A line diagram could further reduce the cognitive load by excluding extraneous visual content. A line drawing is simpler than an actual photograph; hence, reducing cognitive load.
Build Mental Models
Graphics that help learners build mental models brings us back to the beginning of this post and to the material of my previous discussion about the communicative role of graphics. Explanatory graphics, organizational, relational, transformational, and interpretive, better support building mental models than decorative, representative, and mnemonic graphics.
Graphic organizers like that found at the beginning of this post are found to be more effective in promoting learning than text, even when the text uses signaling such as bold and italics. It has also been demonstrated to be more effective than outlines. Tables and matrices can also serve as organizational graphics.
Charts and graphs function as relational graphics. The text discusses different kinds of charts and graphs and when each is most effective. That will be the subject of another post in the future.
One interesting point made by the text about transformational graphics. those that show changes over time or space, is that static depictions teach as well as animated ones.
Support Learning Transfer
The author discuss two kinds of transfer: near and far. Ability to preform simple tasks that are done the same way each time are termed near transfer. Those that require the learner to adapt to a unique situation each time to succeed at a task are called far transfer.
Near transfer would apply to simple and routine tasks such as launching a word processor and saving the file. In this case realistic representative graphics are important. In the case of software, a screen capture would serve well. The graphic below depicting changing copyright settings on a Flickr pages is a representative graphic It also reduces cognitive load by signaling while still providing context which is also valuable in near term transfer.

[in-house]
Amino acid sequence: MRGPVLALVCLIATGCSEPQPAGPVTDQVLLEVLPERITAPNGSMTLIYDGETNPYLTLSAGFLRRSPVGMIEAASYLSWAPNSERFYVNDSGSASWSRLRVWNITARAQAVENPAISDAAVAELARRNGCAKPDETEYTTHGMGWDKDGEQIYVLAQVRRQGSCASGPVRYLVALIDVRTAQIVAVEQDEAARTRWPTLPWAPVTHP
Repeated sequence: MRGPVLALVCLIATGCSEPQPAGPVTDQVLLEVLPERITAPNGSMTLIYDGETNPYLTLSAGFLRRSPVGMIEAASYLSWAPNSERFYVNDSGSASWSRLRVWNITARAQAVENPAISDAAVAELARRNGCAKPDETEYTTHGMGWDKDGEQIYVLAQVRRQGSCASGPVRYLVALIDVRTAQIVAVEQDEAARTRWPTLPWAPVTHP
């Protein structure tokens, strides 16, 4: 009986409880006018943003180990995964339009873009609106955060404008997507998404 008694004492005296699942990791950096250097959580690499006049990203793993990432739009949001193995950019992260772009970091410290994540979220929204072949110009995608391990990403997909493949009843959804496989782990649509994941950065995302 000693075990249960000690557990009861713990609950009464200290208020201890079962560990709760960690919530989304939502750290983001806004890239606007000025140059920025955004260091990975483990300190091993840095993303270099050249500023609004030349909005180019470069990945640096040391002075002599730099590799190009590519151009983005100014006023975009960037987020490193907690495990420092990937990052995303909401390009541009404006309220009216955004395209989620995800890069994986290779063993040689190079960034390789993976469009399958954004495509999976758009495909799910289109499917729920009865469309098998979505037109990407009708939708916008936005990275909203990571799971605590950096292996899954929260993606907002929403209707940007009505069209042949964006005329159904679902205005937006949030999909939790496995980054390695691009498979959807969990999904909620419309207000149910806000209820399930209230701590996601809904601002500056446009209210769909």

Far transfer success requires building mental models which are best created by explanatory graphics. These graphics can facilitate understanding by making abstract ideas more concrete such as a number line.
They can show a process with a transformational graphic:
Far transfer is also supported by giving a number of examples in different contexts applying the same skill. Someone wanting to demonstrate the design concept of contrast could provide examples of contrast in color, size, typography, etc.
Motivation varies with learners. Clark and Lyons counsel avoiding graphics that use emotional interest to motivate. They recommend adding cognitive interest by using familiar and easy to understand materials. Graphics that depict relevance is also important. No matter what one’s personal interest materials that are coherent, familiar, and easy to grasp are motivating to all learners.
Again, having learned more about how graphics can better support learning, I have a more critical eye regarding graphics in presentations. As a side product, I have also learned more about learning research in general.
Part of the problem becomes how to create some of these graphics. The explanatory graphics are complex and do not often lend themselves to simple photographs. Clearly, to create quality learning graphics requires the proper tools and techniques. I plan to explore this area in the near future.
It is time to re-examine my presentations and improve them with more effective use of graphics. More importantly, I am increasing my focus on how all all elements–graphics, text, audio, video, etc. support learning objectives. Clark and Lyons go further in exploring effective ways to plan for the use of graphics in learning.